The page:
In professional writing, the writer's controlling idea is rarely evident 'on the surface'; rather, it begins to emerge as the reader reflects on what is written, often through layers of meaning created by the use of symbolism, metaphor and irony.
As an example, consider a description of a landscape; this might have as its deeper meaning the wonders of nature or of creation.
As suggested above, a description of a room might - at a deeper level - not be about the room at all but about the person who lives in it.
Similarly, a description of a journey could act as a kind of metaphor for a person's life.
Click here to read some famous extracts from professional descriptive writing that develop a controlling idea or theme.
SIX STEPS TO SUCCESS
1. Read the question with thought and care
Seems so obvious... yet every year students lose marks for not answering the question set! Don't be one of them. As described above, decide if the topic of the question would allow you to develop an underlying message of some kind in your writing. This message then becomes your controlling idea. It can help to 'switch roles' for a moment and 'become' your own reader - putting on your 'reader's hat' is always a good thing to do when writing.
A theme based on something interesting is going to be far more sophisticated than a piece that merely describes a thing.
Read some typical questions and try to work out what kinds of 'big', interesting controlling ideas you could create writing in response to such questions. For instance, if you were asked to write about a place you remember from early childhood, your theme or controlling idea could be the much bigger idea of innocence in childhood, or security, lack of fear and so forth.
2. For short exam questions, avoid storytelling!
Even though all narrative - storytelling - depends upon description to set a scene or mood, in an exam, when writing to describe, it's best to avoid writing a story. Stick to just describing!
For coursework, your teacher might be happy for you to write an atmospheric, moody story - you must ask!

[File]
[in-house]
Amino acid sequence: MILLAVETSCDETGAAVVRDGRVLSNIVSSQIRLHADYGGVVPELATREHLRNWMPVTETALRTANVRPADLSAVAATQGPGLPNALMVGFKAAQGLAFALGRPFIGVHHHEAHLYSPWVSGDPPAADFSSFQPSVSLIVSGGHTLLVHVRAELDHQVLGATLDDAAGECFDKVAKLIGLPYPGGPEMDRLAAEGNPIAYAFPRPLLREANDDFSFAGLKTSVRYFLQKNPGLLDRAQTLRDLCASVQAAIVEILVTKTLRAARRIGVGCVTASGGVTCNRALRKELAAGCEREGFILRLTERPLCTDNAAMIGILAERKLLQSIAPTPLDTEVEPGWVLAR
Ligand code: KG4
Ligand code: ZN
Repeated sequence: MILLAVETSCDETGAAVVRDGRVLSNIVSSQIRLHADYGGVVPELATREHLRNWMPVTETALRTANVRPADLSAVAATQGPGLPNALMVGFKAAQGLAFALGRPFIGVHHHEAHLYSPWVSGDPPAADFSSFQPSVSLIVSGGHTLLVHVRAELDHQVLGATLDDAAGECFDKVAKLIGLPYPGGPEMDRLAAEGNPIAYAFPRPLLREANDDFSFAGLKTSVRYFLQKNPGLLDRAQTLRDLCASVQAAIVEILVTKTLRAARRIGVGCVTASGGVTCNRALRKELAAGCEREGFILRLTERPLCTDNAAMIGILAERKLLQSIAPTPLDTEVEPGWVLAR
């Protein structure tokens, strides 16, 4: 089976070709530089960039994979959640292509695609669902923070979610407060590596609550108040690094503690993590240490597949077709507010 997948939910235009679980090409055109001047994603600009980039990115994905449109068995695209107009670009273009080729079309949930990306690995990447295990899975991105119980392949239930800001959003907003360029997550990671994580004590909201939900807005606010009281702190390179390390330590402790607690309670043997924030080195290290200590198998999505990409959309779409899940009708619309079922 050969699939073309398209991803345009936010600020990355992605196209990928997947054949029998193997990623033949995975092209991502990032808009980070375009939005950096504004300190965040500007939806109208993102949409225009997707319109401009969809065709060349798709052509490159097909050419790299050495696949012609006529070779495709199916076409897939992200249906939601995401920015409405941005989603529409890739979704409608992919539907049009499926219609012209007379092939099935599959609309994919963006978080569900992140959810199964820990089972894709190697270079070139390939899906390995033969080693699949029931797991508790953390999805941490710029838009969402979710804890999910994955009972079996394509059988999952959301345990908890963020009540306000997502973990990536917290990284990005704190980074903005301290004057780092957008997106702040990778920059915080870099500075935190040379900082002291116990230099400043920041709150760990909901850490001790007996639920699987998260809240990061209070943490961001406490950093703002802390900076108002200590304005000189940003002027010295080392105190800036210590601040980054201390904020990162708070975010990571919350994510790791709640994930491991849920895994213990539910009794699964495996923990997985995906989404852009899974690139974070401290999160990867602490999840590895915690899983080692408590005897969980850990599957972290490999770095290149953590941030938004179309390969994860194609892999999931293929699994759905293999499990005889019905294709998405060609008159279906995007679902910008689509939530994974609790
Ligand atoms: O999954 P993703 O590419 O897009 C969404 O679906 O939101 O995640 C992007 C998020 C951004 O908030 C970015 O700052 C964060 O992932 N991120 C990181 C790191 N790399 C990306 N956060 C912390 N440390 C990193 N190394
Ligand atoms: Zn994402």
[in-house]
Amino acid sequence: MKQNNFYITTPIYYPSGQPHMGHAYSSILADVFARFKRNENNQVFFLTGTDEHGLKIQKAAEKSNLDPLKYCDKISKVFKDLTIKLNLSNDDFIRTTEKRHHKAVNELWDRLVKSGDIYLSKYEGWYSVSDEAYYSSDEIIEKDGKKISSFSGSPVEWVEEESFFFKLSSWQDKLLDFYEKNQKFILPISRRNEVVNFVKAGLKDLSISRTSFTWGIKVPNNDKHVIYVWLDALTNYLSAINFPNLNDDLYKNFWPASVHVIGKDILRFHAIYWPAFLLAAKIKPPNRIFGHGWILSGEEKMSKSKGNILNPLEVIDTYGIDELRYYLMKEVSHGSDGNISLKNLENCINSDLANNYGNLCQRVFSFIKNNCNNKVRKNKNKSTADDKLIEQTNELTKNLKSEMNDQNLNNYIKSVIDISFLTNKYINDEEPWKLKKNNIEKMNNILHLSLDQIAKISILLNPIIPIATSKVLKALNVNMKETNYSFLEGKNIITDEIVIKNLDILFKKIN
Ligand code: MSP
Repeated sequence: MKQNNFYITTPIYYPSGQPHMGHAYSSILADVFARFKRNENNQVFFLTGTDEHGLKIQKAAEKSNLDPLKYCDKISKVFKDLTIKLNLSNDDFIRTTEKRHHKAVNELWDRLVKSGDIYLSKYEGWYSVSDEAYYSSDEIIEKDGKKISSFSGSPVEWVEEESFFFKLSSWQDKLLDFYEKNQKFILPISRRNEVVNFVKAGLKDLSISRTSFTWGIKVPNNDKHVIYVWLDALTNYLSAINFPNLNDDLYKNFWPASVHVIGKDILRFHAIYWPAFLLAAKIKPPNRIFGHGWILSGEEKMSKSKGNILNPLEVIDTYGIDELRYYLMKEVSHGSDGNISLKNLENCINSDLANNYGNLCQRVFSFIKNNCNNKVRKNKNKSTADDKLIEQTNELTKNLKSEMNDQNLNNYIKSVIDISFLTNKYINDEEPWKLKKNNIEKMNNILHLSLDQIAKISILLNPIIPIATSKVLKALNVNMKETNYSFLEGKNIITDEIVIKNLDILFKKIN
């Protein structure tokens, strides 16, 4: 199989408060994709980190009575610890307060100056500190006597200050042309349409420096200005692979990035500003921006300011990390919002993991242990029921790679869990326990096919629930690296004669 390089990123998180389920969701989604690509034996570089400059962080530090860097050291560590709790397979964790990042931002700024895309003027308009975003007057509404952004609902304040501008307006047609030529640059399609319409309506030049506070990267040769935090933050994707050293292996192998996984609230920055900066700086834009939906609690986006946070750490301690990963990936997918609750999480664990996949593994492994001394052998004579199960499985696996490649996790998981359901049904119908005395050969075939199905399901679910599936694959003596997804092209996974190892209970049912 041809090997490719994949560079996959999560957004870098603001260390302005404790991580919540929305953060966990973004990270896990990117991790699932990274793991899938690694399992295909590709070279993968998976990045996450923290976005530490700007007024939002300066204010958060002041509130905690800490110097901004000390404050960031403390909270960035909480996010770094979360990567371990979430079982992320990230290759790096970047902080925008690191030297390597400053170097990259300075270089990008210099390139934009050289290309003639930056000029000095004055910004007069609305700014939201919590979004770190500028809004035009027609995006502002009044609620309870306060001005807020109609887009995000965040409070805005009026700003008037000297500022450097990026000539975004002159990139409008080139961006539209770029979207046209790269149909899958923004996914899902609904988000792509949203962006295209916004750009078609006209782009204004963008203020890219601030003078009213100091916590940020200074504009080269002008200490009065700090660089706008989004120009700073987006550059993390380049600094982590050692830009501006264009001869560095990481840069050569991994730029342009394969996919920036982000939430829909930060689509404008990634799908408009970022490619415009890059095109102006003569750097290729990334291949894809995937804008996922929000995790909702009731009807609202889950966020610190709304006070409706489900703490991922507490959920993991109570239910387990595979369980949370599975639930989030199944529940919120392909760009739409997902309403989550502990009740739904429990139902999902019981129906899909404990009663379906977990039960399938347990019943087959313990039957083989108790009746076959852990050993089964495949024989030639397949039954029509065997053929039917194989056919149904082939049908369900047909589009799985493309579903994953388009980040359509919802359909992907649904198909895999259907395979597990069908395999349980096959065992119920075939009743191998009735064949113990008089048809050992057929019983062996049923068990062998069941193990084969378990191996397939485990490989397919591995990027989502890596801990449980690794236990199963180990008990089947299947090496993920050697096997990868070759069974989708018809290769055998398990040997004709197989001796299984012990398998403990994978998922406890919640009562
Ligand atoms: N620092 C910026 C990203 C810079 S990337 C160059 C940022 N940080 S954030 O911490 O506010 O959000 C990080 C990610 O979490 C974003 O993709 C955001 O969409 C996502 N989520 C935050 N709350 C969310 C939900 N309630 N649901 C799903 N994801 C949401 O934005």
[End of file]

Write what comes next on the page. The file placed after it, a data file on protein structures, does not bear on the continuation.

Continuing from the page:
Equally, avoid being 'in' your description - writing in the 'first person' using 'I'.
Aim to be outside looking in, focusing on detail and, if you can, developing an underlying theme.
3. Write about a past time - avoid writing about the present!
However exciting 'present tense' writing might seem it is all too easy to fall into the trap of mixing tenses - moving from present tense to past tense without realising. It's best to start and continue in the past tense - maybe remembering a real scene from your own life?
4. Describe only what is relevant to helping develop your underlying message
Recognising what to include and what to leave out in a piece of descriptive writing is vital to making it effective and worthy of a high grade.
Effective description is finely detailed
but very carefully focused. The secret is in choosing a
particular aspect of a scene to describe - one that helps reveal your
underlying purpose - you need to avoid describing extraneous detail that would depart from this.
5. Put your reader into the right frame of mind to become involved in your writing
Interest and involvement are central to a good reader response. Without it your writing will not work well. Always set a suitable mood for your scene. This mood, which must be suitable to support the purpose of your writing, will help engage and absorb your reader.
6. Aim to describe 'how you felt at the time' - make the reader feel as if they are 'there'
Even though it is usually an imaginary or dramatised time in your writing, you will help your reader if you try to make them feel as you did. Using sensory description can achieve this:
|Describe what you see, hear, taste, smell, feel. You probably do need adjectives to do this, but try hard to find words that do not need an adjective if you can. Choose precise vocabulary as this will be far more interesting to read. And use vivid - and preferably original - similes and metaphors: these help to etch an image into your reader's imagination.|
7. Avoid excessive or boring (y-a-w-n!) 'flat' description
Thinking you must describe everything, and even worse everything with an adjective or even two is a fundamental error to avoid. Far from improving your description (and grade!), the opposite will be the case. It is better to follow the advice given above and choose precise vocabulary. Excessive description fails to make writing effective and can even create what is known technically as purple prose.
8. Create a clear structure that is interesting to your reader
Aim to describe aspects of a scene in an interesting and logical order -one that seems 'natural' to your reader.
This might mean working from inside to outside, from the past to the future, from the general to the particular, from the small to the large, and so on.
A planned structure will gives 'shape' to your writing and add enormously to its effect. Writing that appears to the examiner or your teacher to be 'consciously shaped' work will gain a higher grade.